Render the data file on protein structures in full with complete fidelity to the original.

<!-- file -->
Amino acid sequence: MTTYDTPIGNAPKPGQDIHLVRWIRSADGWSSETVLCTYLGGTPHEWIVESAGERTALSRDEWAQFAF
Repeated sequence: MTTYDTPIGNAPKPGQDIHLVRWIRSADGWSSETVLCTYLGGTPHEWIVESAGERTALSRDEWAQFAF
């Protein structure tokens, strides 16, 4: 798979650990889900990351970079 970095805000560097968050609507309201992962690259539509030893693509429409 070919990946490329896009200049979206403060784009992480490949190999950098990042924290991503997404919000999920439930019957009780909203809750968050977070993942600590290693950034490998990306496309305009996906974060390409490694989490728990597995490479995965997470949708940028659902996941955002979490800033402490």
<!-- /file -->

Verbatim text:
Amino acid sequence: MTTYDTPIGNAPKPGQDIHLVRWIRSADGWSSETVLCTYLGGTPHEWIVESAGERTALSRDEWAQFAF
Repeated sequence: MTTYDTPIGNAPKPGQDIHLVRWIRSADGWSSETVLCTYLGGTPHEWIVESAGERTALSRDEWAQFAF
């Protein structure tokens, strides 16, 4: 798979650990889900990351970079 970095805000560097968050609507309201992962690259539509030893693509429409 070919990946490329896009200049979206403060784009992480490949190999950098990042924290991503997404919000999920439930019957009780909203809750968050977070993942600590290693950034490998990306496309305009996906974060390409490694989490728990597995490479995965997470949708940028659902996941955002979490800033402490």